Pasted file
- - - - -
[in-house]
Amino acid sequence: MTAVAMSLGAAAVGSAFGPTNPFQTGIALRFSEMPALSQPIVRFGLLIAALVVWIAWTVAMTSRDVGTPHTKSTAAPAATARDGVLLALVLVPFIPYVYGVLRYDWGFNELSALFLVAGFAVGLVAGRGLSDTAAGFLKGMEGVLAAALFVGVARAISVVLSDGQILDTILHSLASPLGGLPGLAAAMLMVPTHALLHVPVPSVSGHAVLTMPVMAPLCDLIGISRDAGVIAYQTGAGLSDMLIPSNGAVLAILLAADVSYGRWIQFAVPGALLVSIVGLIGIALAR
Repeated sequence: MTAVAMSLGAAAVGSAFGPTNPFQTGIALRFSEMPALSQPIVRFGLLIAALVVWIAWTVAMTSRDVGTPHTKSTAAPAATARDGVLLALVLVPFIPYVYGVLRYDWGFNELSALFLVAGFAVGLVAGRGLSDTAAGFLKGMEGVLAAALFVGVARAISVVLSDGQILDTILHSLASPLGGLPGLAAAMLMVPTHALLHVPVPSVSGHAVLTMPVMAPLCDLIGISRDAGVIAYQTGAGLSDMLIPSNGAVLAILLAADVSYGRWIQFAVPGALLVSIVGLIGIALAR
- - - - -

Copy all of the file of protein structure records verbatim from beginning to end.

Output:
[in-house]
Amino acid sequence: MTAVAMSLGAAAVGSAFGPTNPFQTGIALRFSEMPALSQPIVRFGLLIAALVVWIAWTVAMTSRDVGTPHTKSTAAPAATARDGVLLALVLVPFIPYVYGVLRYDWGFNELSALFLVAGFAVGLVAGRGLSDTAAGFLKGMEGVLAAALFVGVARAISVVLSDGQILDTILHSLASPLGGLPGLAAAMLMVPTHALLHVPVPSVSGHAVLTMPVMAPLCDLIGISRDAGVIAYQTGAGLSDMLIPSNGAVLAILLAADVSYGRWIQFAVPGALLVSIVGLIGIALAR
Repeated sequence: MTAVAMSLGAAAVGSAFGPTNPFQTGIALRFSEMPALSQPIVRFGLLIAALVVWIAWTVAMTSRDVGTPHTKSTAAPAATARDGVLLALVLVPFIPYVYGVLRYDWGFNELSALFLVAGFAVGLVAGRGLSDTAAGFLKGMEGVLAAALFVGVARAISVVLSDGQILDTILHSLASPLGGLPGLAAAMLMVPTHALLHVPVPSVSGHAVLTMPVMAPLCDLIGISRDAGVIAYQTGAGLSDMLIPSNGAVLAILLAADVSYGRWIQFAVPGALLVSIVGLIGIALAR